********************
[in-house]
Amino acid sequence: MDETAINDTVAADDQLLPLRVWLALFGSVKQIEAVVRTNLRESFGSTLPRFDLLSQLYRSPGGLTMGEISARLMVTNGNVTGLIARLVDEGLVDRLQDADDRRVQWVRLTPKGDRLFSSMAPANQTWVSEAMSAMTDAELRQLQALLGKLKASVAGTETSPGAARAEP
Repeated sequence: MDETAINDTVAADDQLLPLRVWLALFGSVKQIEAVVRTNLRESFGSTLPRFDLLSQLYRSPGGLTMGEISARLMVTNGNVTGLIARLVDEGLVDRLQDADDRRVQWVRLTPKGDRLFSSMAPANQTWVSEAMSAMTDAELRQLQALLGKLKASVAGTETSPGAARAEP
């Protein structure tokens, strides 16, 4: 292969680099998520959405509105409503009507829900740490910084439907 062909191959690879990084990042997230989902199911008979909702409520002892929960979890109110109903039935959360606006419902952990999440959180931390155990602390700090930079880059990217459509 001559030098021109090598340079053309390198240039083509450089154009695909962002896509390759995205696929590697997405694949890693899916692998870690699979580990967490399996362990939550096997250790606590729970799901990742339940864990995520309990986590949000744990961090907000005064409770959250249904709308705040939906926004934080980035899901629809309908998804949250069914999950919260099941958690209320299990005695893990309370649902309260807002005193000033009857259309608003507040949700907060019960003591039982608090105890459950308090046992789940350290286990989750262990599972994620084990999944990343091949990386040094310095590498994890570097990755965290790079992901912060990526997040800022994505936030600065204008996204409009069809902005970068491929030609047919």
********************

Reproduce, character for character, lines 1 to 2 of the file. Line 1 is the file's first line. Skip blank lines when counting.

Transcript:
[in-house]
Amino acid sequence: MDETAINDTVAADDQLLPLRVWLALFGSVKQIEAVVRTNLRESFGSTLPRFDLLSQLYRSPGGLTMGEISARLMVTNGNVTGLIARLVDEGLVDRLQDADDRRVQWVRLTPKGDRLFSSMAPANQTWVSEAMSAMTDAELRQLQALLGKLKASVAGTETSPGAARAEP